• 30 years ago, March 15, 1984 – Winners of the Pilot Club’s Patriotism Essay Contest were Nicole Campbell, 1st; Valery White, 2nd; and Lenora Gooch, 3rd.
Cindy Fernandez, a junior at WVHS, was selected to compete in the Olympia National Scholastic Typing Contest.
Fashion models for the Anchor Club’s Style Show were Shelby Singleton, Melinda Henderson, Dawn Martin, Amy Carlisle, Denise Romberger, Cindy Fernandez, Amy Carlisle, Marla Sharp, Kim Herring, Sandy Loper, Mandy Sharp, Missy Melton, Michelle Newman and Susan Burress.
Letters continued to roll into the Herald from people protesting the demolition of the Bank of Water Valley including one from Duane Williamson Roller, Associate Professor of Classical Archaeology, Wilfrid Lauier University, Waterloo, Ontario, Canada. His mother grew up in Water Valley.

• 40 years ago, March 14, 1974 – The 352 members of the Billy’s Creek Water Association were on the verge of constructing a water distribution system in their area after receiving a $122,000 grant. The purposed service area includes both sides of Hwy. 32 and the Water Valley Boat Landing area.
Gerry Jones of Coffeeville was a freshman class Centennial Festival Maid at Blue Mountain College.
Bill Oliphant of Water Valley worked with Jim Isbell on Adult Basic Education classes offered through Northwest Mississippi Junior College.
Dianna Williams was voted a “Sweetheart” of Circle K Fraternity at Mississippi College.

• 50 years ago, March 12, 1964 – More than 8000 Yalobusha citizens received the first of three inoculations to prevent poliomyelitis (infantile paralysis or polio). The mass inoculations were sponsored by the Junior Chamber of Commerce and given at several points around the county. Two drops of Sabin vaccine on a sugar cube (used as a carrying agent) immunized those taking it against one type of polio. Subsequent inoculations would be given, one in April and the other in the fall for two other types of the disease.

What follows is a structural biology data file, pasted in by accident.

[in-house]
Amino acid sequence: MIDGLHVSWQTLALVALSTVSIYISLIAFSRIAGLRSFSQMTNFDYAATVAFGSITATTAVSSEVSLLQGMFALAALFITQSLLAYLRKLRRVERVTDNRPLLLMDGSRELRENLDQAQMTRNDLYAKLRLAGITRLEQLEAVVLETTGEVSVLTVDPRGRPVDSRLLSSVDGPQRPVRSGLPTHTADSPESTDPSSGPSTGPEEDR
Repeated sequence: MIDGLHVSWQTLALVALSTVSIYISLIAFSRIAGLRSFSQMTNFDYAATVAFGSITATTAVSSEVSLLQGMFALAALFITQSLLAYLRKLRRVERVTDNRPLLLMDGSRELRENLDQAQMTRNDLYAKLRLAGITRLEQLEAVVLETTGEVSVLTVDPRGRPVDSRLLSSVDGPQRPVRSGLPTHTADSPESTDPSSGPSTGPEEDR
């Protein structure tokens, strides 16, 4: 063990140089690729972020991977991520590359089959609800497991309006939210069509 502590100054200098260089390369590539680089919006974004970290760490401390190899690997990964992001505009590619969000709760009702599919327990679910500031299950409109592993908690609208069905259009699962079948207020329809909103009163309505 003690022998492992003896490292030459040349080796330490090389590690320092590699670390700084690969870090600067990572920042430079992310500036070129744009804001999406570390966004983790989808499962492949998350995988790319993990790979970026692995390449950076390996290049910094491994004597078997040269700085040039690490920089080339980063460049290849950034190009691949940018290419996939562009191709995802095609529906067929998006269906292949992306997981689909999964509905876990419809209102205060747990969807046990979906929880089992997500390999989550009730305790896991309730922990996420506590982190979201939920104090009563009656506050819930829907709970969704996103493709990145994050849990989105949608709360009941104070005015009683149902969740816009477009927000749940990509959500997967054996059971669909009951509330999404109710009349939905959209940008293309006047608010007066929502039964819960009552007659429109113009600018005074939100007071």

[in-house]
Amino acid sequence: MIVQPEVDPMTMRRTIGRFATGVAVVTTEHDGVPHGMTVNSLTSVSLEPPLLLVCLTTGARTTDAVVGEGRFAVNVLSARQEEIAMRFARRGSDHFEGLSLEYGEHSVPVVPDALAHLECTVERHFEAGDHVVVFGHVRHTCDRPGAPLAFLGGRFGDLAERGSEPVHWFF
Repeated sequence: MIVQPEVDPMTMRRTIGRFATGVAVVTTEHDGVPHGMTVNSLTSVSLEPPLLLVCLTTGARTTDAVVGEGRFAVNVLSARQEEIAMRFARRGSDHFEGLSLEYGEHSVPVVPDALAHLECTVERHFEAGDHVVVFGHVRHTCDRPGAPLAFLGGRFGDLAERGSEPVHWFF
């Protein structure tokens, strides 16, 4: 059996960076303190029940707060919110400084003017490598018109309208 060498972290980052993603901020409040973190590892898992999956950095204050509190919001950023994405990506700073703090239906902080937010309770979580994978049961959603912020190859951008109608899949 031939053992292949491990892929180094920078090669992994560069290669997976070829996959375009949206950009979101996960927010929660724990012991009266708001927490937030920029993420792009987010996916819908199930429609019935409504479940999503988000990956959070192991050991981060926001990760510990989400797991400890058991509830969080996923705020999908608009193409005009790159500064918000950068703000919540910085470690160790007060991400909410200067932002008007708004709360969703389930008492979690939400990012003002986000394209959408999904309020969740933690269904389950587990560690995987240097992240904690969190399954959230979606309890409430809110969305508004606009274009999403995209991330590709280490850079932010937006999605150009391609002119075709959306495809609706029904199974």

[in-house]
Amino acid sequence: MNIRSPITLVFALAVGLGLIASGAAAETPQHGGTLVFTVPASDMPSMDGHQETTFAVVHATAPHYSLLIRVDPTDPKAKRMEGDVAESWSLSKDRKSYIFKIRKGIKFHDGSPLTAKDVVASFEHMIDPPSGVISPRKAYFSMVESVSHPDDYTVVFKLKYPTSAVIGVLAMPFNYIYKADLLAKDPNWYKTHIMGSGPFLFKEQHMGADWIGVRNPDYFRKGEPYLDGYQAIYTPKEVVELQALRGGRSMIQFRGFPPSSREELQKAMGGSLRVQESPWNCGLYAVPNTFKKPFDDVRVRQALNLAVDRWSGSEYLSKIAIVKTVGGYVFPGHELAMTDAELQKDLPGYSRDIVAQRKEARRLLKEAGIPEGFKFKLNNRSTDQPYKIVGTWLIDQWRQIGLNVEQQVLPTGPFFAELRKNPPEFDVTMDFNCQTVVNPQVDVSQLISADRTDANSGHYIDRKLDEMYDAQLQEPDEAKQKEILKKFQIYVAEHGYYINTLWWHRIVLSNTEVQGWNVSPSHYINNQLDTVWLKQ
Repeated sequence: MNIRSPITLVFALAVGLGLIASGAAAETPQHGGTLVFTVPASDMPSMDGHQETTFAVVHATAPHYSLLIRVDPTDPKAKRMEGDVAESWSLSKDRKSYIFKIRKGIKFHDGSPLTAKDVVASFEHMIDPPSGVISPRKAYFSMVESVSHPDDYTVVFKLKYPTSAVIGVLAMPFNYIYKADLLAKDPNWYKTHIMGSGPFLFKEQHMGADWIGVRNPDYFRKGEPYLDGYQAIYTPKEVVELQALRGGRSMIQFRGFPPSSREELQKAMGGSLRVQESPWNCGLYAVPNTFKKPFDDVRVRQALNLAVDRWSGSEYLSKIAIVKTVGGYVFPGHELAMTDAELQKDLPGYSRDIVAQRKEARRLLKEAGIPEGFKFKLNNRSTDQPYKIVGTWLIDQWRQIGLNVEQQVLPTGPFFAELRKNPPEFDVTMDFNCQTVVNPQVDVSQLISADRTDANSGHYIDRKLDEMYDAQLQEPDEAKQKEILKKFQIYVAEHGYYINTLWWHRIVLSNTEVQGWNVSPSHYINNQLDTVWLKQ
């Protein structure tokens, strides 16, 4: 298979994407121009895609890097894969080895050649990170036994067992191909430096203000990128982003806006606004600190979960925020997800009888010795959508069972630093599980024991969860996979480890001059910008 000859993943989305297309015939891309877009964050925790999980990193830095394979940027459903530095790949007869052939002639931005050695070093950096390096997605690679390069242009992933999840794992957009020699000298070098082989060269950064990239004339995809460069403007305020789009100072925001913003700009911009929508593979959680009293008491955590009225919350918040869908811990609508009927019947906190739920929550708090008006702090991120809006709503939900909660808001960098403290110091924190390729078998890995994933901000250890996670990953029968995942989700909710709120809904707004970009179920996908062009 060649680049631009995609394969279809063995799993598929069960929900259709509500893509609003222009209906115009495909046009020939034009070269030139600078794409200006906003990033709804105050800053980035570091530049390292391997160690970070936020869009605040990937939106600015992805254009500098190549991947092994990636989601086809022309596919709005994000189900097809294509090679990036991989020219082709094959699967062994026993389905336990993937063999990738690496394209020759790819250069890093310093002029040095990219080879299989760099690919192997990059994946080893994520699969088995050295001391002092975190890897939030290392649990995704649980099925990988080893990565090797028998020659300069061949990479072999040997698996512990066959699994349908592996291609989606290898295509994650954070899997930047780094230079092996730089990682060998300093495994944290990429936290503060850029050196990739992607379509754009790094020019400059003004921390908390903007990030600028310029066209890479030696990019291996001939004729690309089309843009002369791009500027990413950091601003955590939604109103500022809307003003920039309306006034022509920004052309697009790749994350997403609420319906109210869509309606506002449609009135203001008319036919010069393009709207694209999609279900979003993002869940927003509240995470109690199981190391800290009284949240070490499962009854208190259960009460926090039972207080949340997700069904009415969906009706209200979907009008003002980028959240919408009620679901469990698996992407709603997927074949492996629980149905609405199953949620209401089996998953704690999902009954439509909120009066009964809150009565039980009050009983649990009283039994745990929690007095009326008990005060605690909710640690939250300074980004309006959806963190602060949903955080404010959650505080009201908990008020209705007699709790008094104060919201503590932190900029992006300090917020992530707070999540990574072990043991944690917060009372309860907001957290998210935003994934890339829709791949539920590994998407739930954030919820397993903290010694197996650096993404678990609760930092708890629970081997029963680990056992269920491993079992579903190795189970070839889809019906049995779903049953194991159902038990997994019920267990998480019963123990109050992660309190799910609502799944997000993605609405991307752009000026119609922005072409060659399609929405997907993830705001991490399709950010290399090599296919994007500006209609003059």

Local students of Mrs. J. B. Cowan attended the Junior Music Festival at Ole Miss. Laura and Robby Parsons rated Superior and Paula Scarbrough rated Excellent in the piano solo events.
Linda Davis was pictured with Margie Babb in an ad offering an Easter special at Margie’s Beauty Salon.

• 60 years ago, March 11, 1954 – Herald “Just Rambling” columnist Myrle Cox mentioned that “Little Ed” Shearer had gone off to be a soldier. “Will they ever find clothes to fit him?” she asked. Myrle also praised City Marshal Forest Barber for being at the Main Street crossing to assist school children in getting across the busy street. A child had just been killed in Coffeeville, making his efforts even more appreciated here. He was at his post at 8 a.m., noon and again at school closing time.
Mrs. J. B. Cowan and 26 of her students attended the Federation of Music Clubs Festival at Ole Miss. Receiving excellent ratings were Gary Cox, Lynda Edwards, Alma Ann Everett, Geri Mitchell, Nancy Turner, Brenda Shirley, Diane Thompson, Sara Nell Trusty, Lucretia Webb and Bessie Fay Champion. 

• 70 years ago, March 9, 1944 – Beginning March 16, local merchants would take Thursday afternoon of each week through August.
Construction had begun on restrooms for the city. Plans call for a building of native rock similar to the Legion Hut. The structure was being built across Main Street from City Hall (Water Valley Main Street Association building). A delegation of women, led by Miss Jessie Wagner met with aldermen to ask that a separate facility be built for ladies facilities.
Soldiers featured on the front page were Pfc. Rufus Wade Doolin, stationed with an M. P. Battalion in New York, and Corp. A. D. Morris with the Fifth Army in Italy.

• 80 years ago, March 16, 1934 – The Herald posted a small notice at the bottom of the front page informing former Yalobusha Democrat correspondents that the paper had been absorbed by the Herald and they could continue under the same arrangement to provide news to the Herald. The Democrat was the last in a long series of papers absorbed by the Herald including the Water Valley Progress, City Itemizer, Progress-Itemizer and Progress-Herald.
State officials placed the entire county under quarantine because of the presence of rabies. All dogs running at large, without wire muzzles, were to be shot by law enforcement.

Leave a Comment